I recently found myself introducing a significant seismic shift into the expanding universe otherwise known as my existence. Namely, by deciding to alter my circumstances and start a new job that’s far removed from my old stomping grounds in media. The decision’s involved making a lot of significant alterations to my life and has left me wondering just what this next choice of a fork in the road has in store for me in the long run.
To be honest, the further outward I travel in that regard, the more I realize there’s a lot to unpack in the hypothetical possibilities.
Those unknown pages are exciting yet somehow dizzying and terrifying all at once, and that internal struggle of feeling makes tackling the present… less than pleasant from time to time. Especially for someone who’s fought chronic anxiety for years now with varying degrees of success.
But luckily, before each fresh morning of my newly-occupied time begins, I am given a small window of a commute for music and melody to come crawling on in to keep me company. The guest stars involved in the event usually rotate quite frequently too.
For a while it was Bruce Springsteen’s 2019 solo effort Western Stars. While I didn’t make a Top 10 album list for the year just expired, The Boss certainly would have made a cameo for this one as this record thrives on one of Springsteen’s main specialties: character songs.
While my car cuts a knife through backwoods, fields and scattered homes set against a rustic terrain, it’s easy to be transported away into the world of Western Stars. For one thing, there’s its engrossing stage of lovelorn daredevils (“Drive Fast (The Stuntman)”), past-prime cowboys (“Western Stars”), and aching nostalgics (“Moonlight Motel”). There’s also Springsteen’s ever-present ability to paint a vivid audio portrait for the listener that’s about more than just the story embedded at the surface.
Inside all those actors, the 70-year old New Jersey native injects honesties that include love, loss, insecurity, the struggles of blue collar living, and plumbing the dark depths of emotional turmoil. And while I never imagined making a segue between these two artists, many of those creative adjectives are also present via another cameo of my weekday listenings: rapper Mac Miller and his 2020 work Circles.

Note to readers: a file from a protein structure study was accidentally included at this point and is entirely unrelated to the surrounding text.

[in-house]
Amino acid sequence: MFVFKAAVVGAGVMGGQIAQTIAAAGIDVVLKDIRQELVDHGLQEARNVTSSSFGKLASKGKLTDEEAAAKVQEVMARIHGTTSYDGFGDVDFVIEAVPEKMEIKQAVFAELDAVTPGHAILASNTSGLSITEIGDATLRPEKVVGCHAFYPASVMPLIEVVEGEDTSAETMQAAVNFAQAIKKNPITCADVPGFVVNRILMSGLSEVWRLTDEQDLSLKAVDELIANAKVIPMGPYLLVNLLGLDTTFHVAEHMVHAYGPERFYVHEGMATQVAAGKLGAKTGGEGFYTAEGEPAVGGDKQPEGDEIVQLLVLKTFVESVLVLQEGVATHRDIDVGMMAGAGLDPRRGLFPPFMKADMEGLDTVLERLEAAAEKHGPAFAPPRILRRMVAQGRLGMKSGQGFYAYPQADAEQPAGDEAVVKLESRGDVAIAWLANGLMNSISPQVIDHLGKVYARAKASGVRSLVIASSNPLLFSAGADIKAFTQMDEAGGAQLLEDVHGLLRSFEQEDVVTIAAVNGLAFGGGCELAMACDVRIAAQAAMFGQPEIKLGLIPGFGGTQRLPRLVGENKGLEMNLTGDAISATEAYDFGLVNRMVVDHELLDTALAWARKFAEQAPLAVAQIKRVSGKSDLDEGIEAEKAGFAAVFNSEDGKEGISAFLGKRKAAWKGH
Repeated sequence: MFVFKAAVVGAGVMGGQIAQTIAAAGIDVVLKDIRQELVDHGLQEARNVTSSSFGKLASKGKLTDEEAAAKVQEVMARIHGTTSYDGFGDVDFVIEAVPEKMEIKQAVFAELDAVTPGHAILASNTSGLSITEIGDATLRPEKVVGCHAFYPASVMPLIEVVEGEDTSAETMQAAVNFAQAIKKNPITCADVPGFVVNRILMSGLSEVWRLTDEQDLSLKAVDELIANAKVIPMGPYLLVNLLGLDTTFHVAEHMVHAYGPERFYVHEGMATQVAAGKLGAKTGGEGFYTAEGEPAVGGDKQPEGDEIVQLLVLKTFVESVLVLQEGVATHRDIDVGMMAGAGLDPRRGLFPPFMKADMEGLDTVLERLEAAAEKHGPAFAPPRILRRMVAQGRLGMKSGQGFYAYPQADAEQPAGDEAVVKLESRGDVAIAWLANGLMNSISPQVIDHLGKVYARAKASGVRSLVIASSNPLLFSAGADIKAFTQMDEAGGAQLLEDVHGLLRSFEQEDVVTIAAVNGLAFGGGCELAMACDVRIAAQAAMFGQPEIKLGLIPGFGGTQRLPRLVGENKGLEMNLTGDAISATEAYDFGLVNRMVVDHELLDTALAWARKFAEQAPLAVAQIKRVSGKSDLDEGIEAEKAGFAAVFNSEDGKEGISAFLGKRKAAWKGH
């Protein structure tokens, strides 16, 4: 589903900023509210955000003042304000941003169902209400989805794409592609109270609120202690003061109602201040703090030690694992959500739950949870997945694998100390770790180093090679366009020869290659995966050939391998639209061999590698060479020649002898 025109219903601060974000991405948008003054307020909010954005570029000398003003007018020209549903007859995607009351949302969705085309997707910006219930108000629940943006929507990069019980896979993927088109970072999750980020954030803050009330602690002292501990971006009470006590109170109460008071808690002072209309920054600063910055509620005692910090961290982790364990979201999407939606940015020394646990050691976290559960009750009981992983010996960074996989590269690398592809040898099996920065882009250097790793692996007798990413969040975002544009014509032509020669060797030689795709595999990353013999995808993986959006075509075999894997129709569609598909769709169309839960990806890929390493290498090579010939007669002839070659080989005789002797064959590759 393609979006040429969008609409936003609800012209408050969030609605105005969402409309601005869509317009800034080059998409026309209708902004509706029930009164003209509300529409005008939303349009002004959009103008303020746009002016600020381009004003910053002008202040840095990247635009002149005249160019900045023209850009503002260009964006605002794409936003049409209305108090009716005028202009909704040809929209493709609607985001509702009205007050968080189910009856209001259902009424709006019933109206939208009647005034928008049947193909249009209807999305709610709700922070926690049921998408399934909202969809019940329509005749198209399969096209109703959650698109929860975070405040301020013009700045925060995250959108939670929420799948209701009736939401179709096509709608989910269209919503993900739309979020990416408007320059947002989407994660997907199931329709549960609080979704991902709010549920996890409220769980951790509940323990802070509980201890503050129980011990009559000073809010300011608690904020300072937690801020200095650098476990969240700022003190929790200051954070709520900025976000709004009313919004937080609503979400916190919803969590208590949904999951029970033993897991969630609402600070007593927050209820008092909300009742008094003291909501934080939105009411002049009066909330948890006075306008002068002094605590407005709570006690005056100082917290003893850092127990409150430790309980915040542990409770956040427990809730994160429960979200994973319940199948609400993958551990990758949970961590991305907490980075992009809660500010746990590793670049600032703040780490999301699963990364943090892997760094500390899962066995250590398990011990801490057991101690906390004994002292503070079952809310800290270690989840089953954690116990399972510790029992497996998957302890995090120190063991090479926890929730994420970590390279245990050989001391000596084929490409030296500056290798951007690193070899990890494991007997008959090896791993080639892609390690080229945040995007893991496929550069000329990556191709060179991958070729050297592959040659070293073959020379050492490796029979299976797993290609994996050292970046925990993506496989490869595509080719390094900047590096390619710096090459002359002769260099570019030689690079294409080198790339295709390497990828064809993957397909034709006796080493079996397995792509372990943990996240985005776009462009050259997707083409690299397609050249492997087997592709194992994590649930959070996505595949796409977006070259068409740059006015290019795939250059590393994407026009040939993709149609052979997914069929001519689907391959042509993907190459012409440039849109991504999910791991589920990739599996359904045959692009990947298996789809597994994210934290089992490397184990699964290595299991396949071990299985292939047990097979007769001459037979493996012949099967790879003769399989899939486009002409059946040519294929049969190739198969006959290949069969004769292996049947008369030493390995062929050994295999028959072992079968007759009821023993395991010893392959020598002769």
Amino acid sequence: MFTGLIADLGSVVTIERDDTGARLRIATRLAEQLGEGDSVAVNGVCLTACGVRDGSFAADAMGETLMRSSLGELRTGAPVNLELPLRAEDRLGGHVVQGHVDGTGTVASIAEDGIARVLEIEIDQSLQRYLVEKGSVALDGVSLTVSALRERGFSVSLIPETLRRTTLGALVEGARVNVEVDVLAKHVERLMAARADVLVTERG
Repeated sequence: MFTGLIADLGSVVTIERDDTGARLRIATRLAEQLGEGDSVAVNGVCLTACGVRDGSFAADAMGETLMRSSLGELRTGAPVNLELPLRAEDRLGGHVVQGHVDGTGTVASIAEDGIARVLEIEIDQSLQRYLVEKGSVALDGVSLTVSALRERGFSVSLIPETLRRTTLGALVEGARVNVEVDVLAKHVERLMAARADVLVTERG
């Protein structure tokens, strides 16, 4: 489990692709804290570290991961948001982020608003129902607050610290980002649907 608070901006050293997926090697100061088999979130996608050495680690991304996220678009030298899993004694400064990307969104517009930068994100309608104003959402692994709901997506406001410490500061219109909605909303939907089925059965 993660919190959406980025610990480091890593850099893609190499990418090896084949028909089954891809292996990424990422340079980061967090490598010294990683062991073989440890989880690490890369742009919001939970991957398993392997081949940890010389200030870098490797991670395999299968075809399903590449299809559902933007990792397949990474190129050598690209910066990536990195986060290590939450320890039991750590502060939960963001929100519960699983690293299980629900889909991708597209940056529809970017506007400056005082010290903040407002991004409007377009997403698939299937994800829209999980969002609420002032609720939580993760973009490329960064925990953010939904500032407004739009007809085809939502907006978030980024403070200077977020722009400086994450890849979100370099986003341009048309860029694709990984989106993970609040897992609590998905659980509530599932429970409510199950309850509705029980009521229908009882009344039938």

Circles was completed by producer-at-the-helm Jon Brion and recently released following Miller’s untimely demise from an accidental drug overdose in 2018. Like Western Stars, Circles is similarly a brilliantly flawed slice of humanity, not to mention another sort of seismic shift for its creator.
When Miller first came on the scene I remember him coming off as a stereotypical white frat-boy rapper, and as a result an attraction to his work never occurred for me. My car trips with Circles have caused me to bury that presumptive judgement however, as very sadly Miller seemed ready to show us a varied, evolving vision of himself creatively that we now can only get a glimpse of.
For example, album tracks like “Everybody” and “That’s On Me” ditch the hip-hop for a touch of The Beatles filtered through Elliott Smith’s Figure 8, with Miller showing a likable capability as a vocalist. Meanwhile, the title track is a gently meditative intro that slices deep into the cartilage of the musician’s blossoming display of vulnerability. Miller also hits familiar rap signposts with “Complicated” and “Blue World”, but despite the tone shifts the album’s focus remains on looking inward no matter the darkness.
I applaud artists willing to stare into the harshest parts of the mirror, not only for the courage of revealing truths in themselves but for placing those constellations in the sky for their listeners to find too. My experience in this case may be as simple as a few moments spent in the car before a long working day, but albums like Circles and Western Stars make those daily efforts easier to handle.
That’s because artists like these and so many others openly exorcise their fears, worries and anxieties in a way that, when we connect to it, feels like it slays the demons for us a bit too. I can think of few better ways to make the busy weeks just a little bit lighter.